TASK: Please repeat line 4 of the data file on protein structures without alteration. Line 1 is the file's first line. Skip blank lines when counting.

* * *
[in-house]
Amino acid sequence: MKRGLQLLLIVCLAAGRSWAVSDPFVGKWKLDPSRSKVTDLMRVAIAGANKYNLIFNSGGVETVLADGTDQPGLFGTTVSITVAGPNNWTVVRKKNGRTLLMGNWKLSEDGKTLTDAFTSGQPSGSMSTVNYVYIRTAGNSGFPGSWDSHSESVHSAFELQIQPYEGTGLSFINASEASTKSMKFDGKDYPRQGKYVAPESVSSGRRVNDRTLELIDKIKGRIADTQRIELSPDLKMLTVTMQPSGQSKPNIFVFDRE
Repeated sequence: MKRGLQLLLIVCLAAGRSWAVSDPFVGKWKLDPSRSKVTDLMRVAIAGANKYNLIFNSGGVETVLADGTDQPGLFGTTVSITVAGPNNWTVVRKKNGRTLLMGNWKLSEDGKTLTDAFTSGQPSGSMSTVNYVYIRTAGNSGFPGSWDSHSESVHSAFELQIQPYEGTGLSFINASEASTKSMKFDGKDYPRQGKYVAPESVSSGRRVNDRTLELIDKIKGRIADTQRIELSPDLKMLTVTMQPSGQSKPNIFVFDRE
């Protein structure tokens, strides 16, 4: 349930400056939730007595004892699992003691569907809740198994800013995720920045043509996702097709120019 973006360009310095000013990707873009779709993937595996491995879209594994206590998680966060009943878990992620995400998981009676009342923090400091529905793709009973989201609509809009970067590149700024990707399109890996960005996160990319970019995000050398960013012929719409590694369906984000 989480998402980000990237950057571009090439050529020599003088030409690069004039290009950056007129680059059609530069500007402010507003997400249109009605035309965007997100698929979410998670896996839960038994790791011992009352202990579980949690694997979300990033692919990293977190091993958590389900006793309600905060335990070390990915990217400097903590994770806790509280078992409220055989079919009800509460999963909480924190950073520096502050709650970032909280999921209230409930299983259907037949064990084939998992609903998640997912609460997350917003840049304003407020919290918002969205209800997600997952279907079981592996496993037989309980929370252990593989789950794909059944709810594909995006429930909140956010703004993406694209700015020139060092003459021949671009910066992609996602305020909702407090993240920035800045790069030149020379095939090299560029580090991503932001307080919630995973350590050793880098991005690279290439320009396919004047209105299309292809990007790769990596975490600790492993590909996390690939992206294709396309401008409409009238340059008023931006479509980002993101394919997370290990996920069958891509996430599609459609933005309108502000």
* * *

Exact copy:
């Protein structure tokens, strides 16, 4: 349930400056939730007595004892699992003691569907809740198994800013995720920045043509996702097709120019 973006360009310095000013990707873009779709993937595996491995879209594994206590998680966060009943878990992620995400998981009676009342923090400091529905793709009973989201609509809009970067590149700024990707399109890996960005996160990319970019995000050398960013012929719409590694369906984000 989480998402980000990237950057571009090439050529020599003088030409690069004039290009950056007129680059059609530069500007402010507003997400249109009605035309965007997100698929979410998670896996839960038994790791011992009352202990579980949690694997979300990033692919990293977190091993958590389900006793309600905060335990070390990915990217400097903590994770806790509280078992409220055989079919009800509460999963909480924190950073520096502050709650970032909280999921209230409930299983259907037949064990084939998992609903998640997912609460997350917003840049304003407020919290918002969205209800997600997952279907079981592996496993037989309980929370252990593989789950794909059944709810594909995006429930909140956010703004993406694209700015020139060092003459021949671009910066992609996602305020909702407090993240920035800045790069030149020379095939090299560029580090991503932001307080919630995973350590050793880098991005690279290439320009396919004047209105299309292809990007790769990596975490600790492993590909996390690939992206294709396309401008409409009238340059008023931006479509980002993101394919997370290990996920069958891509996430599609459609933005309108502000």